TAXATION OF LAND VALUES IN PRACTICE . . 35I



CHAPTER XVIIl

HOW TO NATIONALISE THE LAND . . . 372

CHAPTER XIX

ADVANTAGES OF LAND NATIONALISATION . . 397

BIBLIOGRAPHY ....... 429

INDEX ........ 43T



THE CASE

FOR

LAND NATIONALISATION

CHAPTER I

THE FIRST PRINCIPLES OF THE LAND
QUESTION

'T^HE steady depopulation of the country districts,
-*- the continued overcrowding of urban areas, the
increasing emigration of some of the best bone and sinew
to other lands, the increasing dependence of the country
upon foreign food supplies, the growing burden of local
taxation, the persistence of poverty despite the ever-
increasing powers of producing wealth, and the prevalence
of unemployment even when trade is at its best, are all
problems of the first magnitude.

The future welfare of the people depends upon their
solution, and it is impossible to study them without
being brought face to face with the question of the laws
relating to land. They are all, in fact, parts of the great
land problem.

In a primitive state of society the land question is the
only economic question. The dependence of man upon
the soil is, in such a society, obvious to the most casual
thought. In modern society, that dependence is not
in the slightest degree lessened, but it is not so clearly



2 LAND NATIONALISATION

visible. For the complications of modern civilisation
are so great and so varied that man is apt to forget that
he is as much a land animal as any of his most remote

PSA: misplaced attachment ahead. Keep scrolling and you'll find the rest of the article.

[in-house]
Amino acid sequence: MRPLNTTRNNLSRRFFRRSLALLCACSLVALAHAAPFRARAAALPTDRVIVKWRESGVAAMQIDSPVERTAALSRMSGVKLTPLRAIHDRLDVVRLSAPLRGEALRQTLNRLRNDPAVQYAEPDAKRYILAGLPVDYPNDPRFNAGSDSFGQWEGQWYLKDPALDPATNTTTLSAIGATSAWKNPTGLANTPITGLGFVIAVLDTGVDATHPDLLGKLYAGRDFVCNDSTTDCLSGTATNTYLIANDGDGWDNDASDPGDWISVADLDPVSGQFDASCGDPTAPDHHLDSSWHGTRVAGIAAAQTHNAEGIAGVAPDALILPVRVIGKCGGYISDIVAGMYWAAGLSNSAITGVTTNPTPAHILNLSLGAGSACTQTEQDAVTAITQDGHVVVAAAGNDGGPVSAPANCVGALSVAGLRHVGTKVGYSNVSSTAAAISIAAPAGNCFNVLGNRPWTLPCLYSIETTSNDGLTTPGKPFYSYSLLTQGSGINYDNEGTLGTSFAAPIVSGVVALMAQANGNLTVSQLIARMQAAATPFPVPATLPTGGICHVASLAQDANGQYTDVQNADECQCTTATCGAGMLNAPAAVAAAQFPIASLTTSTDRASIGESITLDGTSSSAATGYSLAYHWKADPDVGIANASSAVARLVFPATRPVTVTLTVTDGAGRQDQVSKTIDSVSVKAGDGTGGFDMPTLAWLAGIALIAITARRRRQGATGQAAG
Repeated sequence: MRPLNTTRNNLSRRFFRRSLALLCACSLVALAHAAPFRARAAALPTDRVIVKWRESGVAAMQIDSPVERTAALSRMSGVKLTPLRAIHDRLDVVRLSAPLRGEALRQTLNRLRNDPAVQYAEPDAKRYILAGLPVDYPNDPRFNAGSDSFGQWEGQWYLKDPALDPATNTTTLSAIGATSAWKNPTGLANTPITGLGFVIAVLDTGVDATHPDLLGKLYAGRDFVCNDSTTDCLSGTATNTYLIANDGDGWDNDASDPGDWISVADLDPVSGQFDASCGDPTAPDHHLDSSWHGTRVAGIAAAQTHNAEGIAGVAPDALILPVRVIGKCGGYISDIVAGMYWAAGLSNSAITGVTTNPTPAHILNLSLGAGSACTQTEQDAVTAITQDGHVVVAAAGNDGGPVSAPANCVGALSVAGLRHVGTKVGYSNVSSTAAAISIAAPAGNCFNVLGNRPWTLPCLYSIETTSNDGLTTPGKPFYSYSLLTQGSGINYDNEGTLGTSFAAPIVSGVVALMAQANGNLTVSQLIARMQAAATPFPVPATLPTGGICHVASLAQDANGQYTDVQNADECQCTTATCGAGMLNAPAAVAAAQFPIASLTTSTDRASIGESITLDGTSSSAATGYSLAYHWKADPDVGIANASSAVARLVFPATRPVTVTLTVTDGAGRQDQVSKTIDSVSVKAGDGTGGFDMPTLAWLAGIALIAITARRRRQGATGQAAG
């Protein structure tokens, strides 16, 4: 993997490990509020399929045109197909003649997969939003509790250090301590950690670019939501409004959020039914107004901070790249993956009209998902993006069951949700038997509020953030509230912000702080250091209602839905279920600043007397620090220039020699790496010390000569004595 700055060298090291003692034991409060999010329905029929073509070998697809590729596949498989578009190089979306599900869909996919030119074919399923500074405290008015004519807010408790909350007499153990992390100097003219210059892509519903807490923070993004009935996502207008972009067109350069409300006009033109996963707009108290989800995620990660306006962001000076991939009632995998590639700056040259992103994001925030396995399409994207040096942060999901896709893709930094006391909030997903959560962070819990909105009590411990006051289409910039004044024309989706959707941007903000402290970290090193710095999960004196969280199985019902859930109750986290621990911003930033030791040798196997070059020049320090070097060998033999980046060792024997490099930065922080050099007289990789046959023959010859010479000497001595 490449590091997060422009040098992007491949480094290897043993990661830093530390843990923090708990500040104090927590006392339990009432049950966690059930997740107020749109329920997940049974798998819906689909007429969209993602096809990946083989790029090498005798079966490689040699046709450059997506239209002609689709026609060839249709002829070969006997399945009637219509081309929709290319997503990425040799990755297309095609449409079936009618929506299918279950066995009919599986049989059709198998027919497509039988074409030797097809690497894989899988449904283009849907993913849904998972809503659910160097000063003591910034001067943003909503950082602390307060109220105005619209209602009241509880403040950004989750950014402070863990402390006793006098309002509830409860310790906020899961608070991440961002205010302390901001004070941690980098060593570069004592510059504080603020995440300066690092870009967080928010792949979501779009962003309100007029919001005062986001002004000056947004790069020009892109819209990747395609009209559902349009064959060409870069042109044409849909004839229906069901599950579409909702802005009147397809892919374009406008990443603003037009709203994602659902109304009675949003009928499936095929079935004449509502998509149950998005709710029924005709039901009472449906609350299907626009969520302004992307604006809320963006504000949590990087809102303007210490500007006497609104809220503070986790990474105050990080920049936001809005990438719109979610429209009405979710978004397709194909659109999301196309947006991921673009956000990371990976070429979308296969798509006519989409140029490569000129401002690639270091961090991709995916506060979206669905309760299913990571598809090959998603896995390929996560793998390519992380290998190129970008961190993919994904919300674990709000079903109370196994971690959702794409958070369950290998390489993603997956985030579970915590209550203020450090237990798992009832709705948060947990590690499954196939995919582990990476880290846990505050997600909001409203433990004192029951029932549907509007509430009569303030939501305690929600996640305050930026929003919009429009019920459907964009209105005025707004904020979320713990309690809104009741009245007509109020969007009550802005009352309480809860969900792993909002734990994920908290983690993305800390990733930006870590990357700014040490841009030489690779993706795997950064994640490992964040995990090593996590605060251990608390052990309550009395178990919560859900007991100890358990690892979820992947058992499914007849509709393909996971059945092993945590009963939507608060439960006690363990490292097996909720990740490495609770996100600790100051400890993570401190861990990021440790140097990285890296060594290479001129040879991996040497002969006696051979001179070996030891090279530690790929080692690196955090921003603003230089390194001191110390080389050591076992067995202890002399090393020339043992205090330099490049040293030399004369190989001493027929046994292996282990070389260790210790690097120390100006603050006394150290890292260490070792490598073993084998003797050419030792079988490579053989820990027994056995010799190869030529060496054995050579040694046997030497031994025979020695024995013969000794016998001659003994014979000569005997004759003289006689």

predecessors were.

All the food he eats, all the clothing he wears, all the
houses he inhabits, are derived from land as much as
theirs were. Many things he has which they never had
and never dreamt of, but not one of them is or can be
derived from any other source than the land. And that
land is the same land that grew the crops, and that
fed the flocks and herds, and formed the sites and sub-
stance of the simple homes of men in the most distant
times.

The costly viands that load the tables of a multi-
millionaire come from the same mother earth that yielded
the coarse diet of the savage. The many changes of
raiment that are the joy and pride of the rich to-day
are the products of land as much as the woad that decor-
ated the bodies of their uncivilised savage ancestors, or
the roughly-dressed skins with which they protected
themselves from the inclemency of the weather.

The most magnificent liner that crosses the Atlantic,
with thousands of human beings aboard, with all its